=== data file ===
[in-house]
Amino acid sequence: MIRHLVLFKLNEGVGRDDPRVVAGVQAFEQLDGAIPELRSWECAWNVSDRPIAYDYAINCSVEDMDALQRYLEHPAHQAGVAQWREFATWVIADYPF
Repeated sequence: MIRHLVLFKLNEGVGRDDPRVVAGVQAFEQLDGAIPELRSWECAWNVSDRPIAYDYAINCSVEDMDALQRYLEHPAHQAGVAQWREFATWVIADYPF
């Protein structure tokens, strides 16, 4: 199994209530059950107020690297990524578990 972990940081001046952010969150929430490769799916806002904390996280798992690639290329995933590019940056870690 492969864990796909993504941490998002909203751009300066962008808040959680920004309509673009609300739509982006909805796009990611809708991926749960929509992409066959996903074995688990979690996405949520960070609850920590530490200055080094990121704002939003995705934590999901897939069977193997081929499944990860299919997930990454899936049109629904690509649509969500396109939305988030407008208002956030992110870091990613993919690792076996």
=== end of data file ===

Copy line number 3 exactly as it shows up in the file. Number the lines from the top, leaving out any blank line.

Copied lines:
Repeated sequence: MIRHLVLFKLNEGVGRDDPRVVAGVQAFEQLDGAIPELRSWECAWNVSDRPIAYDYAINCSVEDMDALQRYLEHPAHQAGVAQWREFATWVIADYPF